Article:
Another contributor to the London Conference on Intelligence was Adam Perkins of King’s College London, whose book The Welfare Trait proposed that “aggressive, rule-breaking and anti-social personality characteristics” can be “bred out” of society by reducing child support for those on the lowest incomes. Perkins actively engaged with far-right media outlets in promoting his book, appearing in hour-long interviews with Stefan Molyneux and Tara McCarthy. Molyneux doesn’t “view humanity as a single species because we are not all the same”, and argues that “ordinary Africans were better off under colonialism”. McCarthy was banned from YouTube for alleging a conspiracy to commit “white genocide”, and supports deporting naturalised citizens and “killing them if they resist”. Perkins himself attracted criticism last year for tweeting, alongside data from Kirkegaard, that Trump’s Muslim ban “makes sense in human capital terms”.

Perkins is not the first KCL academic to use his platform to promote contested science in the far-right press. In the 1980s, the Pioneer Fund supported the work of Hans Eysenck, whose work has been credited by his biographer with helping to “revive the confidence” of “right-wing racialist groups” such as the National Front by providing an “unexpected vindication from a respectable scientific quarter”. The original mandate of the Pioneer Fund was the pursuit of “race betterment”; it is considered a hate group by the US civil rights group the Southern Poverty Law Center. KCL did not respond to a request for comment.

An association with a high profile university can help bigots to legitimise their beliefs, but the infiltration of mainstream academia by eugenicists is even more complex than this.

After we exposed his involvement with eugenicists, Toby Young pointed out that the conference at which he actually spoke, that of the International Society for Intelligence Research (ISIR), was “super-respectable” and attended by “numerous world-renowned academics”.

He is entirely correct. The ISIR is home to many great scientists, and its journal Intelligence is one of the most respected in its field. Yet Richard Lynn, who has called for the “phasing out” of the “populations of incompetent cultures”, serves on the editorial board of Intelligence, along with fellow director of the Pioneer Fund Gerhard Meisenberg, who edits Lynn’s journal Mankind Quarterly. Two other board members are Heiner Rindermann and Jan te Nijenhuis, frequent contributors to Mankind Quarterly and the London Conference on Intelligence. Rindermann, James Thompson, Michael Woodley of Menie and Aurelio Figueredo, all heavily implicated in the London Conference on Intelligencehelped to organise recent ISIR conferences. Linda Gottfredson, a Pioneer Fund grantee and former president of the ISIR, famously authored a letter in the Wall Street Journal defending Charles Murray’s assertion that black people are genetically disposed to an average IQ of “around 85”, compared to 100 for whites.

The tolerance afforded to eugenicists threatens the reputation of respectable scientists. Stephen Pinker, the world-renowned cognitive psychologist, spoke at last year’s ISIR conference. Another speaker at the conference, however, was the aforementioned Emil Kirkegaard, a “self-taught” eugenicist who has written a “thought experiment” which discusses whether raping a drugged child could be defended, and whose research into OKCupid made international headlines for its “grossly unprofessional, unethical and reprehensible” use of personal data.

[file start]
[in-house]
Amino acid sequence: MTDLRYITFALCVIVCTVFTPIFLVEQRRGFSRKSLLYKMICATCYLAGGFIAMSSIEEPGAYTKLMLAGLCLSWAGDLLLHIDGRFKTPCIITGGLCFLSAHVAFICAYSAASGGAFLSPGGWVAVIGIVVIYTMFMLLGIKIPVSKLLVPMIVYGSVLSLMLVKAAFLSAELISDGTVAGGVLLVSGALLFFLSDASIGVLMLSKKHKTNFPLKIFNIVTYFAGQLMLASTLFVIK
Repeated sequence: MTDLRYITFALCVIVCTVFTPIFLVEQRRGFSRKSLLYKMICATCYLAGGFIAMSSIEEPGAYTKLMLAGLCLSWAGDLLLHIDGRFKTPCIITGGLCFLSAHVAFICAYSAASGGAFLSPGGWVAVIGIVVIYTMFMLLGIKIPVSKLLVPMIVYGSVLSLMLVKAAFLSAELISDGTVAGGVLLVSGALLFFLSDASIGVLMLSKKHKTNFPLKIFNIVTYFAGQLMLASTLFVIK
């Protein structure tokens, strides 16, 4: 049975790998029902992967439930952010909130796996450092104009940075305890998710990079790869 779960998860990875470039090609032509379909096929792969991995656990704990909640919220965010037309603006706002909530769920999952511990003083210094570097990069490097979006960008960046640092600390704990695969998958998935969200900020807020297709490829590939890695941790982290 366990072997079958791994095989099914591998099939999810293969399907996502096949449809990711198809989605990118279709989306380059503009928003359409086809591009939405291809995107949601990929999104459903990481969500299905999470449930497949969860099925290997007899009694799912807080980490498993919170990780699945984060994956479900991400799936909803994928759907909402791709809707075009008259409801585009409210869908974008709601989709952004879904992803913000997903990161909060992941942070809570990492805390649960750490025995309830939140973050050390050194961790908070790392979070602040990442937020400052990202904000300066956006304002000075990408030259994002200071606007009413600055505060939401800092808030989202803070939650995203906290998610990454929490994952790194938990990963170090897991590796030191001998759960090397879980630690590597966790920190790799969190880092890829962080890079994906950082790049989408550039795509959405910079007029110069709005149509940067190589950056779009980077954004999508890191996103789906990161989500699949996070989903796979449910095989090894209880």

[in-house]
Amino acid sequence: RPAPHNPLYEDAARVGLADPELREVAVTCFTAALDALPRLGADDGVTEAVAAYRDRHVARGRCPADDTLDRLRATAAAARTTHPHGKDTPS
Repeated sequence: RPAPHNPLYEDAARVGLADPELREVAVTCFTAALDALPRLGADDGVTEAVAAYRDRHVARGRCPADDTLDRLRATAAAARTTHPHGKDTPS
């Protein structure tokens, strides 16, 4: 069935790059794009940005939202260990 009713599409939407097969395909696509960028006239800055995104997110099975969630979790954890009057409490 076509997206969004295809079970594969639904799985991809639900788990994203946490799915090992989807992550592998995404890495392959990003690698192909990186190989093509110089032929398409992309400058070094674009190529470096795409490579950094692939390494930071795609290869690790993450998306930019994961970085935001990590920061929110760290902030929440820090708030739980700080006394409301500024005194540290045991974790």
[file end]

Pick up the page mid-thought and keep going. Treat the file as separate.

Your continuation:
Saini spoke to Richard Haier, editor-in-chief of Intelligence, about the involvement of Lynn and Meisenberg. “He defended their involvement on the basis of academic freedom,” she recalled. “He said he’d prefer to let the papers and data speak for themselves.”

Publishing well-researched papers that happen to be written by eugenicists is one thing, but putting them in positions of editorial control is quite another. “Having researched Lynn and Meisenberg, I fail to understand how Intelligence can justify having these two on the editorial board,” Saini said. “I find that very difficult to understand. Academic freedom does not require that these people are given any more space than their research demands – which for a discredited idea like racial eugenics is frankly minuscule.” I contacted the ISIR but at time of publishing had received no response.

UCL has published several statements about the London Conference on Intelligence since my investigation. In the latest, released on 18 January 2018, the university said it hoped to finish an investigation within weeks. It said it did not and had not endorsed the conference, and had formally complained to YouTube about the use of a doctored UCL logo on videos posted online. UCL’s President described eugenics as “complete nonsense” and added: “I am appalled by the concept of white supremacy and will not tolerate anything on campus that incites racial hatred or violence.” UCL management has also agreed to engage with students concerned about buildings being named after eugenicists.

UCL’s statement also stressed its obligation “to protect free speech on campus, within the law, even if the views expressed are inconsistent with the values and views of UCL”.

Yet there is a direct link between the tolerance of eugenicists in academia and the political rise of the far-right. Journals and universities that allow their reputations to be used to launder or legitimate racist pseudo-science bear responsibility when that pseudo-science is used for political ends. As one UCL student put it: “This is not about freedom of speech – all violence begins with ideas. We feel threatened, and we want answers.”

Ben van der Merwe is a student journalist.